Wyatt was born on June 27, 2013, and had an emergency transfer to the Children's Hospital of Eastern Ontario (CHEO) because he could not open his mouth. The fear of needing an emergency intubation was of major concern for all of the medical staff, therefore, he required specialized care that only CHEO could provide.
We spent the next two weeks in the Neonatal Intensive Care Unit (NICU) and then an additional two months in Complex Care or the Ward. This is where we met Wyatt's Pediatric Doctor, Kheiri Issa. Wyatt's care at CHEO improved immensenly once Dr. Issa took Wyatt under her wing. By having a "hub" where all of the specialists referred to; Dr. Issa, Wyatt's prognosis for his Congenital Trismus was as follows:
- physiotherapy done on his mouth twice a day;
- suctioning nasally and orally when needed;
- having him connected to a Oxygen saturation monitor (O2 Sat monitor);
- teaching him sign language;
- being fed through a Gastric tube (G tube) until he learns to eat on his own.
As his parents, we were taught how to read the O2 monitor, feed and suction him, as well as, perform his physiotherapy, which was extended to chest therapy in January 2014, after a bout of pneumonia.
Wyatt is currently being followed by the following specialists:
- Ear Nose and Throat (for Botox injections, to paralyze his mastication muscles), this treatment ended in May 2014, as it proved to not aid with physiotherapy;
- Neurology (believed he had myopathic muscles around his jaw), a muscle biopsy was done, and confirmed his muscles were abnormal along his facial muscles, but normal in the bicep;
- Physiotherapy, for his gross motorskills;
-Osteopathy, namely, Trudy Bedard from Head Neck and Jaw, whom plays the most important role for Wyatt's improvement for speaking, swallowing and eating;
- Anaesthesia, he was difficult to intubate;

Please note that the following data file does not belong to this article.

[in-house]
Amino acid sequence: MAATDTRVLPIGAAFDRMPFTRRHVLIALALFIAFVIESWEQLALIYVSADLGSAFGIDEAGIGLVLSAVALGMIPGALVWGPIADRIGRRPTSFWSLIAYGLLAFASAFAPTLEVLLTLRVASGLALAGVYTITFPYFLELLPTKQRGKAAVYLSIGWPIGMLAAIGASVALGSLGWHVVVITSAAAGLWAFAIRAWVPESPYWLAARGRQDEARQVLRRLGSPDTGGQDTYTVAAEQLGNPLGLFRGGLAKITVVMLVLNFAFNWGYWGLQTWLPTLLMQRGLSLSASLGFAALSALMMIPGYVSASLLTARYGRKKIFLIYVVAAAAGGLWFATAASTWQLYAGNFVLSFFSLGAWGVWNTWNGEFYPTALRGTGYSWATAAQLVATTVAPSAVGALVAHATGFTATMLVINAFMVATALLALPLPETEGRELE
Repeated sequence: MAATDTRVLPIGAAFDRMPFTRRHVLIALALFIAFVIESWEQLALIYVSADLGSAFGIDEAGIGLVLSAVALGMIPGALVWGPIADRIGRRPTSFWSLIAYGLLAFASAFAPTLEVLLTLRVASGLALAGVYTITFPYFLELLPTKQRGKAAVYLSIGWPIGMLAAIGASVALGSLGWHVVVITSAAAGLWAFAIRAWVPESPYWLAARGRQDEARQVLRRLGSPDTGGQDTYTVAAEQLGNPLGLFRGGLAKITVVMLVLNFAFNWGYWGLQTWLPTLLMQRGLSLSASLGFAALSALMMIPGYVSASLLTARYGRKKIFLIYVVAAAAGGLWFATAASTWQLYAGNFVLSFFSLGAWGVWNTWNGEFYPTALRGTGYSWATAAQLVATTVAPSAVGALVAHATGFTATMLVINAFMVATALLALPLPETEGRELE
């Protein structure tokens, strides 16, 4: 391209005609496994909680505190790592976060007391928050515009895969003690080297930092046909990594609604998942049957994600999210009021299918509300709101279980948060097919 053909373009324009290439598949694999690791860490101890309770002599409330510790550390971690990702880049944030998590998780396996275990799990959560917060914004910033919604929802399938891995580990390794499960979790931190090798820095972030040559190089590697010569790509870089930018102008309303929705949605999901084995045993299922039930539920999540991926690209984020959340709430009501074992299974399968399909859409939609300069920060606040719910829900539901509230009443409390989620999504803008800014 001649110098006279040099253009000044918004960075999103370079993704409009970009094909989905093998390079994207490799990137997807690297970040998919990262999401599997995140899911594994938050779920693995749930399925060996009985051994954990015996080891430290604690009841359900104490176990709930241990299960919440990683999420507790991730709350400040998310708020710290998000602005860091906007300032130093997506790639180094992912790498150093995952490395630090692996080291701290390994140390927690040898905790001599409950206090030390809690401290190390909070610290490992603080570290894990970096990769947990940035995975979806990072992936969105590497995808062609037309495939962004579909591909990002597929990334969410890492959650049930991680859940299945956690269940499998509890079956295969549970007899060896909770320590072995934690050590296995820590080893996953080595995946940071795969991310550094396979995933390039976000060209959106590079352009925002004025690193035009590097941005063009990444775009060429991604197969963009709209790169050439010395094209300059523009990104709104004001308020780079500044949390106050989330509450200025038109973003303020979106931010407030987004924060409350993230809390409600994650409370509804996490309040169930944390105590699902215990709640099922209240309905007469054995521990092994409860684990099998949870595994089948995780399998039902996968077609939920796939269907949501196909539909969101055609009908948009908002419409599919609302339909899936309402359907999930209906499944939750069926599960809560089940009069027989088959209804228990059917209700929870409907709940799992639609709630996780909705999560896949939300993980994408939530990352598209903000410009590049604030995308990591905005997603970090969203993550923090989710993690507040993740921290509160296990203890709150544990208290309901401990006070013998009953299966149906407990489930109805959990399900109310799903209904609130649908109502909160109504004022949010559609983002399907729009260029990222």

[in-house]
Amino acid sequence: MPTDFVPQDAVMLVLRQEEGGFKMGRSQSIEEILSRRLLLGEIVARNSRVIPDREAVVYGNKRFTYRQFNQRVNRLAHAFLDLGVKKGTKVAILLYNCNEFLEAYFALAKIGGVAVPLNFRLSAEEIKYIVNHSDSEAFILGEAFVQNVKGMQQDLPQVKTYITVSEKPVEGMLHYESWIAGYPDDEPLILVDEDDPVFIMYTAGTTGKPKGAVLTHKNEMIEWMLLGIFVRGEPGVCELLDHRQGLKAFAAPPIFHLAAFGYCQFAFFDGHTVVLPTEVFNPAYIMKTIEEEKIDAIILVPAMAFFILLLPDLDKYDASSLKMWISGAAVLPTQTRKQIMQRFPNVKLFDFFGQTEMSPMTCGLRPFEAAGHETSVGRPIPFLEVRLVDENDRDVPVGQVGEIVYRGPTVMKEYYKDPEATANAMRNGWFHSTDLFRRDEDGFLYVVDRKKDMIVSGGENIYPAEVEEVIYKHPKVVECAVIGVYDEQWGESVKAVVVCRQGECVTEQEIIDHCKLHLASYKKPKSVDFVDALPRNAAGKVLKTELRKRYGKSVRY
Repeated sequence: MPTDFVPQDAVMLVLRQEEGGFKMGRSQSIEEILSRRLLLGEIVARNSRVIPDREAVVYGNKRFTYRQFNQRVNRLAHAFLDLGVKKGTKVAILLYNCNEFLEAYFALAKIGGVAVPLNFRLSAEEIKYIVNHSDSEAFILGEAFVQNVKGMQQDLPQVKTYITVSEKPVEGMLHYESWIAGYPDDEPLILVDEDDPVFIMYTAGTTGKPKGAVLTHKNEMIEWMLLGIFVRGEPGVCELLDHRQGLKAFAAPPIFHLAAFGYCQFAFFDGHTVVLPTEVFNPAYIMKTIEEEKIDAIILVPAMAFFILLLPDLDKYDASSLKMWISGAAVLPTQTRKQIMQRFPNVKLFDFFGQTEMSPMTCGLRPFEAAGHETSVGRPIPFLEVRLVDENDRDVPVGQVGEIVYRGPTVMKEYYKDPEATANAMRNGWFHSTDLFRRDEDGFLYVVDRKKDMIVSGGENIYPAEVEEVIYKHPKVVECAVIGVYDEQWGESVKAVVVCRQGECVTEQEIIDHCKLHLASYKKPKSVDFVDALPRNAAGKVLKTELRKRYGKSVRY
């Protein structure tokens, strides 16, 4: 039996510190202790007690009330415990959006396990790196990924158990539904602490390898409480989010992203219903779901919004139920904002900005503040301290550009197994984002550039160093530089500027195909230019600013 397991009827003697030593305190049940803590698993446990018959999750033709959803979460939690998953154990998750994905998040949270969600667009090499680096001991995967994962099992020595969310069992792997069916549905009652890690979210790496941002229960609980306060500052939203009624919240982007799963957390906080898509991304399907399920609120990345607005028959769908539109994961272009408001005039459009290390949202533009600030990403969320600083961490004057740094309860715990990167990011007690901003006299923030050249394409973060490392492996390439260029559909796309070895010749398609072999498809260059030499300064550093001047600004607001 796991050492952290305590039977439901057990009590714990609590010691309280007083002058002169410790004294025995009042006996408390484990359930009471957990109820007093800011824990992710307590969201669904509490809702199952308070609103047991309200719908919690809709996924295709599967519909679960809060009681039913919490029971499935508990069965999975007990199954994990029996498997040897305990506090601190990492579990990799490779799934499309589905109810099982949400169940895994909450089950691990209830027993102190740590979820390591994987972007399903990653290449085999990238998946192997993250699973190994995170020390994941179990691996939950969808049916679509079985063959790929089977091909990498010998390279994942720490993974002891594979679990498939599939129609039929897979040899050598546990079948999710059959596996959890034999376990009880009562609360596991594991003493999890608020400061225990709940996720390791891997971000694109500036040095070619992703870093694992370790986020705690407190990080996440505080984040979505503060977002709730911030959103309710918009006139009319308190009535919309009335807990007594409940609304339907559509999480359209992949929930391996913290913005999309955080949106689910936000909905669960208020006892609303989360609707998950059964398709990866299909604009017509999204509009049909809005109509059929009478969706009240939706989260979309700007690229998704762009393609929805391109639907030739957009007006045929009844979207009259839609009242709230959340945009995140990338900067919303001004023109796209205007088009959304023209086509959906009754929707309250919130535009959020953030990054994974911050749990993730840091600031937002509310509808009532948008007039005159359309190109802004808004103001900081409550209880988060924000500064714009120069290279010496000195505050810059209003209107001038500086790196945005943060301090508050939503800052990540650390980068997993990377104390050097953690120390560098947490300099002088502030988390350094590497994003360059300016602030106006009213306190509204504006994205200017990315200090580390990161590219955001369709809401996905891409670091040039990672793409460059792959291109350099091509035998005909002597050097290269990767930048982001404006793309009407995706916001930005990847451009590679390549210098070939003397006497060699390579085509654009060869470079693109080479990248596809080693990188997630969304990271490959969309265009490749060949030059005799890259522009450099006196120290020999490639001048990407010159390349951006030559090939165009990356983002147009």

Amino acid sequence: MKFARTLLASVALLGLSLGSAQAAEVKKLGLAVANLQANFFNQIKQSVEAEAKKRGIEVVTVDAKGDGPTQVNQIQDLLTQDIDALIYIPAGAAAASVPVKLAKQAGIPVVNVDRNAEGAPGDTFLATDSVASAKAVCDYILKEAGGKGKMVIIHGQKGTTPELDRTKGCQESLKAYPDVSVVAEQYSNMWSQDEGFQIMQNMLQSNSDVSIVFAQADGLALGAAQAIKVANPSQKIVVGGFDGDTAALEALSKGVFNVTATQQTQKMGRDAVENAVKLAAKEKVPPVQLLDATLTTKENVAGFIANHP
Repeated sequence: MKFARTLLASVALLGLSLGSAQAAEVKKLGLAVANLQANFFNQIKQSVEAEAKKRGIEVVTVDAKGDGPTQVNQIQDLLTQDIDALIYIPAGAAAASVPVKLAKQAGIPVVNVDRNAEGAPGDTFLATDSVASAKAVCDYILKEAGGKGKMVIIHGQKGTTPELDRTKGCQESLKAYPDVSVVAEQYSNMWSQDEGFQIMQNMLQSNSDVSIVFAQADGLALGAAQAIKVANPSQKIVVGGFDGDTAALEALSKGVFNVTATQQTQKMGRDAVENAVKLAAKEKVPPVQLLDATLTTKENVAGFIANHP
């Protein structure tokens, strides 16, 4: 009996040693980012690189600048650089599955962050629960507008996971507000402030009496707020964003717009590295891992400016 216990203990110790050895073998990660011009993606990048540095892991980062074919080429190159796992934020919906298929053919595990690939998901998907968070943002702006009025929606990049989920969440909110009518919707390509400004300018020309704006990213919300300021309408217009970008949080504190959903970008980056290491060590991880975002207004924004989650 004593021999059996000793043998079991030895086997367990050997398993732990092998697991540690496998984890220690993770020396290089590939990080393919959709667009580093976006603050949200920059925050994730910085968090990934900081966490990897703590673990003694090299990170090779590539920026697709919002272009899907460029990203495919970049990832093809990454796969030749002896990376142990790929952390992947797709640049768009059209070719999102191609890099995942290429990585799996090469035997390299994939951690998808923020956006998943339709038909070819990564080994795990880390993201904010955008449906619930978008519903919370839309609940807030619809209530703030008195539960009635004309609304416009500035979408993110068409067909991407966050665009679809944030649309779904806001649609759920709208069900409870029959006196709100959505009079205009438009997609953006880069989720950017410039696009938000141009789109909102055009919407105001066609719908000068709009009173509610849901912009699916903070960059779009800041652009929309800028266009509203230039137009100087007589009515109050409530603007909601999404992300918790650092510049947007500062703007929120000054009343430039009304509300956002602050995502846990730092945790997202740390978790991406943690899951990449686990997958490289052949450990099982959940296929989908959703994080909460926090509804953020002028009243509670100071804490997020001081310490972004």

-Chiropractor done every 6-8 weeks;
-PED Dentistry, to clean and monitor his teeth for decay.
Additionally, Wyatt did not blink very much, although it has now normalized. After a feeding study, it was confirmed, Wyatt does not swallow. As his parents, we believe, Wyatt could not swallow or open his mouth in utero, (he had a low birth weight and mom had an abonormal amount of amniotic fluid).
Wyatt has been seen by Dr. Hazel, from Synergy Chiropractic Wellness Centre since June 2014, and we have found that he is less stiff when turning his torso to follow an object. With that said, he still does not follow an object normally - a child should use their neck to follow an object, whereas Wyatt uses both his neck, and compensates with his torso once his neck cannot turn any further. Additonally, Wyatt's swallowing has improved, he is eating minute amounts, (ie: less than 1/2 tsp), which can be found within his stomach contents when venting him.
An interesting side note to Wyatt's eye sight, is that if you drop something right underneath his chin, he cannot follow it. His flexor muscles are so weak (confirmed by his neurologist, Ostheopath, Occupational Therapist and Physiotherapist), that he can look down, but has difficulty bringing his head back up. For example, if mom places a block between his legs, Wyatt will use his hands to 'search' for the block, and without actually looking at it, will pick it up. The flexor muscle, coincidentally, also aids with one's swallowing. Mom and dad did daily exercises with Wyatt which involved lying him down, and raising him from the supine position to sitting by using his arms to raise his torso. This movement helped with his head and neck to 'anticipate' being raised, and to use his flexor muscle to keep his head in a forward position. His gaze and tracking improves slowly with physiotherapy exercises, and an active family lifestyle.
Wyatt had a Gastric Emptying study done in November 2014, and according to the Gastroenterologist, Wyatt's stomach empties quickly and correctly.
Wyatt is able to sign well over a hundred signs now, his mom and dad cannot keep up with him any longer!
Wyatt also had a plethora of other tests done in October 2015 - some of the results were very interesting. Please visit Wyatt's Medical Tests page for full understanding of the results and their repercusions.
A recent addition to Wyatt's care plan is a TENS unit attached to his temple (frontalis) muscles and one attached at the base of his neck. Wyatt's opening has improved and he is speaking a lot more, even pronouncing better!
After the elective tracheostomy in October 2015, Wyatt was diagnosed with Brainstem Dysgenesis. You can find more information regarding this rare disorder in the PubMed document titled Congenital Trismus From Brainstem Dysgenesis: Case Report and Review of Literature; ISSN Online 1098-4275.
We'll continue to have this website active for parents who may find themselves in the same position as we were three years ago, giving birth to child who could not open its mouth.